2. The Court of first instance held that the defendant No. 1 was the real owner of a certain share in the jote and that his wife, the defendant No. 2, was merely a benamidar for her husband and accordingly gave a decree against the defendant No. 1 alone. The defendant No. 1 appealed to the lower Appellate Court, urging that it was not he but his wife, the defendant No. 2, who was the real owner of the share and that he, therefore, was not liable for any share of the rent. The learned Subordinate Judge has found that the defendant No. 2 was the real owner and he has reversed the decree of the Court of first instance and dismissed the suit of the plaintiffs entirely. The plaintiffs have appealed to this Court.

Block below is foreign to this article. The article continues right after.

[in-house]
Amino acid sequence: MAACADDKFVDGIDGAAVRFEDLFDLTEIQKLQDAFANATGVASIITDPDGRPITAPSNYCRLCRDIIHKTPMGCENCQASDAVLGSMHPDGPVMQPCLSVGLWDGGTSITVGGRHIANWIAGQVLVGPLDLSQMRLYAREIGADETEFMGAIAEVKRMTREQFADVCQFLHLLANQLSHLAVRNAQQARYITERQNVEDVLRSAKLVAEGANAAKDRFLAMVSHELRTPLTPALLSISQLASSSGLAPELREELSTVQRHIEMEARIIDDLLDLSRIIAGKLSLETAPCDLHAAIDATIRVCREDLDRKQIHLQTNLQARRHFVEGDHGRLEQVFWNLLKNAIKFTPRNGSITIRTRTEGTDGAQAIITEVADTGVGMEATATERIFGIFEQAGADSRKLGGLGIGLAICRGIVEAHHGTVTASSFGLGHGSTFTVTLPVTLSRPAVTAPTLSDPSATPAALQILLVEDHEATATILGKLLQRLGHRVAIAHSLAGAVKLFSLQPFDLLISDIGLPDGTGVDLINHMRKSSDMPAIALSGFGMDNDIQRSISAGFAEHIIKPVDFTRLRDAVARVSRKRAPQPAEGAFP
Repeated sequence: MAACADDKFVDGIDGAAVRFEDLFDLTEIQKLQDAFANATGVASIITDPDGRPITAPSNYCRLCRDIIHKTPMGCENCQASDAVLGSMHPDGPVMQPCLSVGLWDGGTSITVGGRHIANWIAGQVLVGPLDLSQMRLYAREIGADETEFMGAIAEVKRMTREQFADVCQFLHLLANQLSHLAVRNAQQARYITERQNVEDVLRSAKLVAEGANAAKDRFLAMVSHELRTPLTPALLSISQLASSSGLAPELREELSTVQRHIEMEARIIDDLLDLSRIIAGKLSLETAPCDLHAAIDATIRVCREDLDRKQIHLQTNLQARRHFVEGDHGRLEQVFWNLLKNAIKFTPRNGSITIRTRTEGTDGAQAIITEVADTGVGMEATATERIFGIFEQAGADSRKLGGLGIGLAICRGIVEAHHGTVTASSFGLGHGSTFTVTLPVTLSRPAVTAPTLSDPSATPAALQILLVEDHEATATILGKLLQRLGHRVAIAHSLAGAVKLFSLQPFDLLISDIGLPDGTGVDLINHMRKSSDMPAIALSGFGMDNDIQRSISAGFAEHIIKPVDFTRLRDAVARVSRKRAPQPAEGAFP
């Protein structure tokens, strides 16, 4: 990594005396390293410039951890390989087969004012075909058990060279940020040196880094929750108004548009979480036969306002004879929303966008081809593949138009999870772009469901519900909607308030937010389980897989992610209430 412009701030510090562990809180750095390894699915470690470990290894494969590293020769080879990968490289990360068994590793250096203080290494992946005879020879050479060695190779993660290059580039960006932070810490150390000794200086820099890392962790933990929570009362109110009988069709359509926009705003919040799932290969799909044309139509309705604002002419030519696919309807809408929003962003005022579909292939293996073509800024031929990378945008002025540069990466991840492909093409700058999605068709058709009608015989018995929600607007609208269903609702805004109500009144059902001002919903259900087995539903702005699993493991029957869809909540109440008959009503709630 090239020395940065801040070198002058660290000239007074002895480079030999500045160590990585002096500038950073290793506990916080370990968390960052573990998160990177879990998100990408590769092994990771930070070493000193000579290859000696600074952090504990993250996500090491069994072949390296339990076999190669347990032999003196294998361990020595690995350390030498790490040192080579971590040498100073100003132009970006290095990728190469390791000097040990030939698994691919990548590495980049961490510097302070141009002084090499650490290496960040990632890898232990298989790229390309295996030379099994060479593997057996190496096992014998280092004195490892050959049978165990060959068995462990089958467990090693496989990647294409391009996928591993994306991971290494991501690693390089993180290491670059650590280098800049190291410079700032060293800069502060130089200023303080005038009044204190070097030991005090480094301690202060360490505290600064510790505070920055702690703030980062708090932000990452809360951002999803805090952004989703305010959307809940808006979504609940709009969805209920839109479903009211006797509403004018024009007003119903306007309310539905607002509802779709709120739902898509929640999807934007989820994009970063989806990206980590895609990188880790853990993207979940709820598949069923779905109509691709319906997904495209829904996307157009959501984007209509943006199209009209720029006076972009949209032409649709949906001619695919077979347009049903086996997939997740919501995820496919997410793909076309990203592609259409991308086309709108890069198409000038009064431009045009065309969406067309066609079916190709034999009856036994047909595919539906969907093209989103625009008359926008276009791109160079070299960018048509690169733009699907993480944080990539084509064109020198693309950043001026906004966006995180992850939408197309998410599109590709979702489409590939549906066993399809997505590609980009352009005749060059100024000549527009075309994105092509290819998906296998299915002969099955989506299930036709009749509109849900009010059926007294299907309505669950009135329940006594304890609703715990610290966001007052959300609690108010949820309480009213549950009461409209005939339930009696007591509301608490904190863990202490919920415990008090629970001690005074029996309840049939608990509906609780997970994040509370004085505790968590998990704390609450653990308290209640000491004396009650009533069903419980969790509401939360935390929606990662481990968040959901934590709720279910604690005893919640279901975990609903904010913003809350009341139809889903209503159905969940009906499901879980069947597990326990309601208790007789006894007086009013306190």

3. We are of opinion that the lower Appellate Court is wrong in dismissing the suit entirely. The plaintiffs prayed that a decree might be passed against both the defendants Nos. 1 and 2 or against either of them who might be found to be the true owner; and when the Subordinate; Judge found that it was not the defendant No. 1 but the defendant No. 2 who was the true owner, he ought to have passed a decree against the latter although there was no appeal preferred by the plaintiffs who were the respondents before him. That the Court had the power to pass a decree against the defendant No. 2. would, appear from the provisions of Order XLI, Rule 33, Code of Civil Procedure, which runs as follows: 'The Appellate Court shall have power to pass any decree and make any order which ought to have been passed or made and to pass or make such further or other decree or order as the case may require, and this power may be exercised by the Court notwithstanding that the appeal is as to part only of the decree and may be exercised in favour of all or any of the respondents or parties, although, such respondents or parties may not have, filed any appeal or objection. Illustration.--A claims a sum of money as due to him from I or Y, and in a suit against both, obtains a decree against X. X appeals and, A and Y are respondents. The Appellate Court decides in favour of X. It has power to pass a decree against Y.' Here both the defendants Nos. 1 and 2 were parties to the appeal and under the circumstances we think the lower Appellate Court ought to have passed a decree against the defendant No. 2.